Champion Diversity, Equity, and Inclusion: Encourage diversity in all aspects of your organization, including hiring practices and decision-making. Work to remove barriers so that everyone has the opportunity to grow. Foster a culture of inclusivity where everyone feels valued and respected.

Prioritize Employee Well-Being: Show genuine concern for the well-being of your employees. This includes physical, mental, and emotional health. Support work-life balance, offer mental health resources, and encourage breaks. No one is asking you to solve all their problems, but you can create an environment that encourages employees to seek care when needed.

Promote Flexibility: Recognize that people have different work styles and preferences. Offer flexibility in work arrangements when possible, such as remote work or flexible hours.

Foster Open Communication and Seek Feedback: Create an environment where open and honest communication is encouraged. Psychological safety starts with trust, and employees should feel comfortable sharing ideas, concerns, and feedback without fear of retribution. Be willing to adapt and make necessary changes based on their input.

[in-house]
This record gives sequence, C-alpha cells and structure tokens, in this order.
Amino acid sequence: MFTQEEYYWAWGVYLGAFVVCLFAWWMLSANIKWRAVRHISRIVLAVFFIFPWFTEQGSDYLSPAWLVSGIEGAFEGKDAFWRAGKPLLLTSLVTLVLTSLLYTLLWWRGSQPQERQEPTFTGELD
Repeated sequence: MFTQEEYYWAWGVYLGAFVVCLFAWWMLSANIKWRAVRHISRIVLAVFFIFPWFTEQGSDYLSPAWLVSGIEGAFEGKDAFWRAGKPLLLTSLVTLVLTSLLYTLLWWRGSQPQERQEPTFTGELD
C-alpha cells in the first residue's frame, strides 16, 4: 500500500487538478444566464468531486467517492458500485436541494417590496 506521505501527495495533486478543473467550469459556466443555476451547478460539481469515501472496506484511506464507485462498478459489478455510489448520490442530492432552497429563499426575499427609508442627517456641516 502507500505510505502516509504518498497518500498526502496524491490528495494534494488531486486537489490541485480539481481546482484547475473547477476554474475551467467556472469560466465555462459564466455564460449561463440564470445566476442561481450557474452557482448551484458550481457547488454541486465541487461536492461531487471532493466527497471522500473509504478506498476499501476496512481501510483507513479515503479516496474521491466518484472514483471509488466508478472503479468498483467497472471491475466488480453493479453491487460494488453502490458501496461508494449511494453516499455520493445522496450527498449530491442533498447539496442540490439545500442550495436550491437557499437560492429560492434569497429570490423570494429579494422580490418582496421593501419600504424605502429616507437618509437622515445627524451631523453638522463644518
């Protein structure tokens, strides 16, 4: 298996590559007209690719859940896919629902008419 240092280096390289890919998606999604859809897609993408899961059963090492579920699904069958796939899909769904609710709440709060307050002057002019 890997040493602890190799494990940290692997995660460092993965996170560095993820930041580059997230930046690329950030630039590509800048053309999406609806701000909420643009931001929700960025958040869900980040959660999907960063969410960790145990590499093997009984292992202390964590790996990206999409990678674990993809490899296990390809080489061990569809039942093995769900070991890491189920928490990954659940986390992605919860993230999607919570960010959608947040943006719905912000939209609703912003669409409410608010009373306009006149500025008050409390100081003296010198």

Empower and Trust Your Team: Delegate responsibilities and trust your employees to make decisions within their roles. Empower them to take ownership of their work and contribute to the organization’s success. Provide feedback often so employees are clear on expectations and can make appropriate decisions.

Encourage Collaboration: Foster a collaborative work environment where team members can work together, share ideas, and leverage each other’s strengths to achieve common goals. Model this in how you engage with other leaders in your organization.